The week of the Tory long knives
By Benjamin Fox
Rarely has a week left the political landscape littered with so many corpses. Since last week’s fateful Brexit vote, Westminster has turned into Game of Thrones meets House of Cards.
Michael Gove’s dramatic destruction of Boris Johnson’s prime ministerial ambitions on Thursday was the final act in a week of brutal assassinations. David Cameron, George Osborne, and now Johnson, now find themselves all played out.
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For the opposition Labour party, whose leader Jeremy Corbyn made it to the weekend in his post despite losing a no confidence vote among Labour MPs by 172 to 40 on Wednesday (29 June), it is a reminder that the Conservatives make far better butchers.
The field of five candidates includes three Leave supporters: Gove, Andrea Leadsom and Liam Fox. Of these, Leadsom was the Leave campaign’s most assured speaker on the economy. Home Secretary Theresa May, who has been installed as the heavy favourite, and Work and Pensions minister Stephen Crabb both backed the Remain campaign, although without too much enthusiasm. Fox is the outsider and likely to be the first candidate to be eliminated.
The field of five will be reduced to three next week, with MPs voting on Tuesday (5 July) and then Thursday (7 July). The two candidates to go to the run-off of the roughly 150,000 Conservative party members will be selected on 12 July.
After a near two month campaign for the grass-roots, the result of the election will be announced on 9 September.
’Et tu Brute’
The elimination of Johnson was as sudden as it was stunning.
"The former London Mayor and Leave front-man had lined up Gove and Leadsom as his main endorsers, with Gove his campaign chairman. Yet the seemingly loyal consiglieri decided late Wednesday night that Johnson was not up to it and delivered a career ending character assassination the following morning.
"I came…reluctantly and firmly, to the conclusion that while Boris has great attributes he was not capable of uniting…and leading the party and the country," was Gove’s stiletto-edged summation, accompanied by the declaration that, if Boris couldn’t hack it, the understudy would have to stick his claim to play the lead.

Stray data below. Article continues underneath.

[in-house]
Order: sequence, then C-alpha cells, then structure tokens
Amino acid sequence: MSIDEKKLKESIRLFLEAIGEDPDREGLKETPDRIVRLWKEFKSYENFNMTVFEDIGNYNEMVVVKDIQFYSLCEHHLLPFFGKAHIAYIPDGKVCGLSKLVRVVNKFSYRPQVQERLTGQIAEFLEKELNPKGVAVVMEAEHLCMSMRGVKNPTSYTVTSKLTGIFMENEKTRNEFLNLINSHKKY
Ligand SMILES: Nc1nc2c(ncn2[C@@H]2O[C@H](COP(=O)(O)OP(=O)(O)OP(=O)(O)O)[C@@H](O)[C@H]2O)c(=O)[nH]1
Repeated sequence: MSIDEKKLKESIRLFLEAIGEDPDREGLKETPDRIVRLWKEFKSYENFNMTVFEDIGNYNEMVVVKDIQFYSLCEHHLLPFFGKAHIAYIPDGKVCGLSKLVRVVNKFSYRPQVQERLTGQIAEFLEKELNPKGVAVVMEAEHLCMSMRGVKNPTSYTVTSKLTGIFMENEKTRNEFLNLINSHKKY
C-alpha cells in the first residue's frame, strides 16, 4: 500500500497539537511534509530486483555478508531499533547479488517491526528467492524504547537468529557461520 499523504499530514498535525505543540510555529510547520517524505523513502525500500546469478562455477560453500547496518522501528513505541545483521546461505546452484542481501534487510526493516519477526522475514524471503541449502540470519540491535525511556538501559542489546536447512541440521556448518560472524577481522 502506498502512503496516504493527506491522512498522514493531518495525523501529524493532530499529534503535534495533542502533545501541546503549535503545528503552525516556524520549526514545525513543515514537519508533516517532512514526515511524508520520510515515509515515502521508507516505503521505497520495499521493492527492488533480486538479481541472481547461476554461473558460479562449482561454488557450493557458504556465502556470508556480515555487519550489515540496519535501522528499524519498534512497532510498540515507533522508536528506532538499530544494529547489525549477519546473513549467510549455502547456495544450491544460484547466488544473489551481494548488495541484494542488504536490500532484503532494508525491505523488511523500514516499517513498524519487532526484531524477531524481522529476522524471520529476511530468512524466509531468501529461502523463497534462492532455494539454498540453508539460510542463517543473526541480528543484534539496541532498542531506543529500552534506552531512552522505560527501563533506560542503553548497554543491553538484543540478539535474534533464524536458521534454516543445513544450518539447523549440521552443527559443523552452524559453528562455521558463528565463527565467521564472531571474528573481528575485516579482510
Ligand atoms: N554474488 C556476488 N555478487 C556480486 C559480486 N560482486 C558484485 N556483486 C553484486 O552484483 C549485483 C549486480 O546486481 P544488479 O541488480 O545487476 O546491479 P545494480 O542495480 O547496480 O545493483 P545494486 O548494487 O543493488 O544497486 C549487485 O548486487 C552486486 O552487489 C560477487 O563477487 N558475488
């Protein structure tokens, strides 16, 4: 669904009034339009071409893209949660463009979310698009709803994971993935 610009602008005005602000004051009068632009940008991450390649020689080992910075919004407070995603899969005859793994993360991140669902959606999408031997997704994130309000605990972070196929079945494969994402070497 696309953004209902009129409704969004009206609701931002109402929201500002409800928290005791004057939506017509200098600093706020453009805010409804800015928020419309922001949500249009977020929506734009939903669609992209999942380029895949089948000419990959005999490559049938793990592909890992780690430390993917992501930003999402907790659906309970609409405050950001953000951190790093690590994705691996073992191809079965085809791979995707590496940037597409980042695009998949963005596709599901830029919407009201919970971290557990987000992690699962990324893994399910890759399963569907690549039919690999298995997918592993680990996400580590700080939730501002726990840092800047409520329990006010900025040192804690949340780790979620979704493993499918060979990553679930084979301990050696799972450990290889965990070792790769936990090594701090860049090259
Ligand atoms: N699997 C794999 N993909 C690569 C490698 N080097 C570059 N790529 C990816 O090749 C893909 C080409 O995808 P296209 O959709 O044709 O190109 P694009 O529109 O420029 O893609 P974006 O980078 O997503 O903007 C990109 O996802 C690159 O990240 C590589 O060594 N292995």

Johnson will still bear the bulk of the responsibility for delivering the Leave vote and then walking away from the consequences, but without reaching his lifetime ambition of becoming Prime Minister. ’Et tu Brute’ [you too, Brutus] was his father, the former MEP Stanley Johnson’s, reaction to Gove’s treachery.
However, it would be a mistake to assume that Gove is automatically a favourite.
For one thing, the assassin seldom takes the crown, and Gove’s ruthlessness in despatching Johnson makes him damaged, not to mention untrustworthy, goods to many MPs. Party grandee Ken Clarke, a veteran of more than two decades as a minister for the last three Tory prime ministers, urged Gove to stand aside, accusing him of ‘bizarre manoeuvrings’ more suited to the student union.
“Michael Gove would do us all a favour if he was to stand down now and speed up the process,” said Clarke.
Ben Wallace, an MP, compared Gove to Theon Greyjoy - "he will be by the time I am finished with him" - the Game of Thrones character who is castrated.
Besides, both May and Crabb have teams and supporters in place. May, for example, has already been endorsed by 91 of the party’s 320 MPs. Gove, by his own admission, only decided to run at about 1am on Thursday morning, and the 20 MPs to have formally declared their support for him by Friday night were mostly stunned Johnson supporters who had immediately transferred their affections.
Brexit means Brexit
Only five MPs attended the speech formally launching his campaign at the Policy Exchange think tank on Friday (1 July).
In a 5,000-word, policy heavy speech, Gove promised to increase public health spending by £100m a week for the NHS, from the £350 million the Leave campaign wrongly claimed constitutes the UK’s weekly contribution to the EU budget, and an end to freedom of movement.
If policy is relatively thin on the ground, what unites all five candidates is that the referendum result cannot be undone. There will be no second vote. Brexit means Brexit.
EU leaders hoping for some movement on the triggering of Article 50 to start the two year countdown on Brexit negotiations are likely to be disappointed. Neither May or Gove plan to invoke Article 50 before the end of 2016. Nor do they plan to bring forward the next general election date from 2020.
May has pledged to create a new government department responsible for conducting Britain's negotiation with the EU. She has also abandoned her proposal, made as a minister, to withdraw the UK from the European Convention on Human Rights.
After another week of turmoil, there should be more clarity this time next week. But don’t expect the Conservative party to give any heed to the impatience of Juncker et al for the UK to set a date for its EU departure.
Benjamin Fox, a former reporter for EUobserver, is a consultant with Sovereign Strategy and a freelance writer.